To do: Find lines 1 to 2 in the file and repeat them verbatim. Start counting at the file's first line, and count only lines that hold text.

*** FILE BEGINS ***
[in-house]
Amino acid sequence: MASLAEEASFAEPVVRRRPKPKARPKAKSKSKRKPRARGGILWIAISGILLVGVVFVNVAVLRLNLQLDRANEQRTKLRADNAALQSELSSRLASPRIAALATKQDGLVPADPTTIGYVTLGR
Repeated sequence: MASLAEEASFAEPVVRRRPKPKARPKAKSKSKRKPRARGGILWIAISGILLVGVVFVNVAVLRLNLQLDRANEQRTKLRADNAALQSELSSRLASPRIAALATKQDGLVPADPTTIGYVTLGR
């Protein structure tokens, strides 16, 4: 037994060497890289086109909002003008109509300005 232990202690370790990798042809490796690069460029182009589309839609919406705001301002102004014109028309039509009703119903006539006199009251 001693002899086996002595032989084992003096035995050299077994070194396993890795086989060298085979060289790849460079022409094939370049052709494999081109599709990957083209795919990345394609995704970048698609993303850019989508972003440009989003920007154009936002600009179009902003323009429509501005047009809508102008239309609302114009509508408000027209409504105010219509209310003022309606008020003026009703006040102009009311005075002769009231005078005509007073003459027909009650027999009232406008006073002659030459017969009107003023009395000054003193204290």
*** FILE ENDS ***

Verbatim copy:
[in-house]
Amino acid sequence: MASLAEEASFAEPVVRRRPKPKARPKAKSKSKRKPRARGGILWIAISGILLVGVVFVNVAVLRLNLQLDRANEQRTKLRADNAALQSELSSRLASPRIAALATKQDGLVPADPTTIGYVTLGR